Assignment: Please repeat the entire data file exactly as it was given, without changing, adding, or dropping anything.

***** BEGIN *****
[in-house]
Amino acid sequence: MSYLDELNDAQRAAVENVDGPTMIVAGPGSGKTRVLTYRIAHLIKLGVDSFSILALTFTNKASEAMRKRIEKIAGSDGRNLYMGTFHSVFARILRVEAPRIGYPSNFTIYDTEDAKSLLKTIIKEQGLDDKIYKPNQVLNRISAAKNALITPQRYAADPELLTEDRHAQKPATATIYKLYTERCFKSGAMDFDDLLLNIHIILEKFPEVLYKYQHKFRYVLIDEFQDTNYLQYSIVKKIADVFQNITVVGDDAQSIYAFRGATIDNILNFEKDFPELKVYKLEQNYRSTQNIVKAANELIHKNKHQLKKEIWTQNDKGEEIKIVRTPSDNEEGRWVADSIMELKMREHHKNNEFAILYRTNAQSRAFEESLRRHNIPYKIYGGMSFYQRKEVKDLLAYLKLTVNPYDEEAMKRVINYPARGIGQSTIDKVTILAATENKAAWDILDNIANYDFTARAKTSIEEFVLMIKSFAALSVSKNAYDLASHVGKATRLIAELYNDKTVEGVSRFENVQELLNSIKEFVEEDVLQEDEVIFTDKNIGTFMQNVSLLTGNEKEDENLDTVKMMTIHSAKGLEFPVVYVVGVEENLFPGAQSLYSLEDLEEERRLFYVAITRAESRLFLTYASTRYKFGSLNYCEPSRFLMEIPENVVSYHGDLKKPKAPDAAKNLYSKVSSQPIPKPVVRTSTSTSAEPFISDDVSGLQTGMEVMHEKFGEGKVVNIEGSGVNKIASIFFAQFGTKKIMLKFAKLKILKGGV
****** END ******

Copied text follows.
[in-house]
Amino acid sequence: MSYLDELNDAQRAAVENVDGPTMIVAGPGSGKTRVLTYRIAHLIKLGVDSFSILALTFTNKASEAMRKRIEKIAGSDGRNLYMGTFHSVFARILRVEAPRIGYPSNFTIYDTEDAKSLLKTIIKEQGLDDKIYKPNQVLNRISAAKNALITPQRYAADPELLTEDRHAQKPATATIYKLYTERCFKSGAMDFDDLLLNIHIILEKFPEVLYKYQHKFRYVLIDEFQDTNYLQYSIVKKIADVFQNITVVGDDAQSIYAFRGATIDNILNFEKDFPELKVYKLEQNYRSTQNIVKAANELIHKNKHQLKKEIWTQNDKGEEIKIVRTPSDNEEGRWVADSIMELKMREHHKNNEFAILYRTNAQSRAFEESLRRHNIPYKIYGGMSFYQRKEVKDLLAYLKLTVNPYDEEAMKRVINYPARGIGQSTIDKVTILAATENKAAWDILDNIANYDFTARAKTSIEEFVLMIKSFAALSVSKNAYDLASHVGKATRLIAELYNDKTVEGVSRFENVQELLNSIKEFVEEDVLQEDEVIFTDKNIGTFMQNVSLLTGNEKEDENLDTVKMMTIHSAKGLEFPVVYVVGVEENLFPGAQSLYSLEDLEEERRLFYVAITRAESRLFLTYASTRYKFGSLNYCEPSRFLMEIPENVVSYHGDLKKPKAPDAAKNLYSKVSSQPIPKPVVRTSTSTSAEPFISDDVSGLQTGMEVMHEKFGEGKVVNIEGSGVNKIASIFFAQFGTKKIMLKFAKLKILKGGV